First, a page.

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say no to the Aussie mozzie – natural homemade mosquito repellent

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Homemade mosquito repellent The summer months bring BBQ dinners, evening swims at the beach, walks through through the cool rainforest…and mosquitos.

Mozzies love my blood. I’m a mozzie magnet – whenever we have a BBQ, I provide protection to others. My skin doesn’t like mozzies though – it swells up in great big welts where ever I get bitten.

Bring on the mozzie spray.

II was looking at a mozzie spray in the shops not long ago and I read in small print at the bottom of the label: Do not use on children.

Hmmm.

I turned to the good old Aeroguard and read on it’s label something along the lines of: use sparingly on children and not often.

The reason for the warnings is an ingredient called DEET (N, N-diethyl-3-methylbenzamide), a chemical developed by the US army in 1946, which effectively deters mosquitos.

On one hand, this chemical has been used by millions of people for decades with few reported side effects and is considered safe. However, only in low doses, and not for prolonged use or multiple applications and either at very low doses or none at all for children.

On the other hand, other studies have found DEET to be a neurotoxin as well as (not surprisingly) toxic to the environment when it becomes airborne or enters our waterways.

Mozzies can carry serious diseases, so avoiding being bitten is important. But I don’t always want to douse myself in chemicals either.

As it turns out, you can quickly and cheaply make your own mosquito repellent.

In the interest of science, I tested my DIY bug spray to see if it worked. As a mozzie magnet, I knew that this test would make or break the bug spray’s efficacy.

I sprayed my upper body only with the homemade bug spray, left my legs bare, and sat outside in the cool of the evening, kids in bed, sipping a cold glass of ginger beer.

My arms remained bite free (yay!) – not so my legs.

The bug spray, however, proved itself effective.

But what does real science say?

This study found insect repellent based on tea tree oil to be effective, although other studies found tea tree oil to be less effective and because mosquito-borne illnesses can be deadly, they continue to recommend DEET based repellents.

What about citronella?

This study found citronella to be an effective repellent against mosquitos while this one found that it was not as effective as DEET but adding vanillin may increase its duration and effectiveness. More research is needed.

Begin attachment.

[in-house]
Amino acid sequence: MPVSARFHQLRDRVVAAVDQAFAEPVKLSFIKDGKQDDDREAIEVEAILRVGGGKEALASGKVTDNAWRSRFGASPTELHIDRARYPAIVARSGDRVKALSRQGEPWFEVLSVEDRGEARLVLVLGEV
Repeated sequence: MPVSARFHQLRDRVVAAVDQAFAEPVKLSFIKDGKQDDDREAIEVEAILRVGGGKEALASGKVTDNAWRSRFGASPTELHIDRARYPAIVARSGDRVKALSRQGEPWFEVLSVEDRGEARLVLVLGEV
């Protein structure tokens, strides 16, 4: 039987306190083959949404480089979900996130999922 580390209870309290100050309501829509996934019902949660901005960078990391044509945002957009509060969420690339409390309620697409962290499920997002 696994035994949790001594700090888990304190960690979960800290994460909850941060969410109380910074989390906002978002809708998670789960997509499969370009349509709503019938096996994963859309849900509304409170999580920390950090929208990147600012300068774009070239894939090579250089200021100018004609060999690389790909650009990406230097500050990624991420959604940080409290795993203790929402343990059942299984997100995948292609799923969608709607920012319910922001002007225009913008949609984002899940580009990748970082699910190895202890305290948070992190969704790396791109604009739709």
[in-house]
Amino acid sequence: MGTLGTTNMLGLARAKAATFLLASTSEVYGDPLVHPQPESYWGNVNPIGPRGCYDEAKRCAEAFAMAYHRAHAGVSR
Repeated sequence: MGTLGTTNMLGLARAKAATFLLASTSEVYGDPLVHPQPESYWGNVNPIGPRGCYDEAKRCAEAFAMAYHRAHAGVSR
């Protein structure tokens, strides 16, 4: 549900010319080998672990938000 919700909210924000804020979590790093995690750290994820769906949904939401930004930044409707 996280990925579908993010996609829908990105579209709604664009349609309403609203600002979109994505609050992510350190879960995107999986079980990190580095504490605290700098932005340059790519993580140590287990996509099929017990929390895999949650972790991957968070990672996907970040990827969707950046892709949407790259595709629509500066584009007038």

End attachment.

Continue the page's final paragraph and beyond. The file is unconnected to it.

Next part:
If you live in the tropics where there is a high risk of insect-borne illness, then using a DEET-based repellent to get maximum protection is super important.

If you need something for short periods of time where there is less risk of mosquito-borne illness then a natural repellent might be just the thing.

how to make homemade mosquito repellent

What you will need:

  • Witch Hazel
  • Lemon Eucalyptus Oil (or plain Eucalyptus or Tea Tree oil)
  • Citronella Oil
  • Lavender Oil
  • An empty spray bottle

Notes:

  • You can find witch hazel at the supermarket with the face stuff or at the chemist.
  • Other essential oils that can be used are neem, peppermint, pine, rosemary, clove, lemongrass, cajeput, thyme, cedar, pine. Use any combination that you like the smell of although all oils have varying degrees of efficacy.
  • Make sure you use 100% pure essential oils.
  • You can dilute the witch hazel with water. Make sure you give it a good shake before use.
Homemade mosquito repellent - ingredients

making your mozzie spray

First, measure the amount of fluid that your spray bottle holds (if it’s not marked on the bottle) – fill it up with water and then pour the water into a measuring jug. This is so you know the ratio of essential oil to witch hazel.

Add the witch hazel to almost fill your spray bottle.

For every 15 ml of witch hazel, add 10 drops of essential oils in total.

For example, a spray bottle that holds 60 ml will require 40 drops of essential oil. Add 60 ml of witch hazel to your spray bottle plus 15 drops of Eucalyptus oil, 15 drops of Citronella oil and 10 drops of Lavender oil and shake to combine.

Use a half strength batch on small children and as with anything you put on your skin, watch for potential reactions. 

Using your homemade mozzie spray

Give the spray a good shake before use.

Spray on uncovered skin (don’t spray directly onto the face, instead spray on hands and rub it on your face).

Natural insect repellents don’t last as long as the DEET based ones, so you will need to reapply your spray every hour or so for it to remain effective, as well as after swimming or heavy perspiring.

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2 Comments

  1. Thanks for being the one to test on while leaving your legs bare Melissa – rather you than me! I tend to just use tea tree oil, but with limited success (I also probably don’t reapply it often enough). I’m going to try your recipe and add lemon eucalyptus as well. Hopefully it works without the citronella, cause I am *really* not fond of that smell.

    1. Yes, it is an acquired smell lol. I used to be like that with lemongrass, but I’m ok with it now…in very small amounts. My understanding is that Lemon Eucalyptus should work on it’s own. But if there was an outbreak of serious mozzie-born illness, I would probably go back to using the conventional stuff for the duration.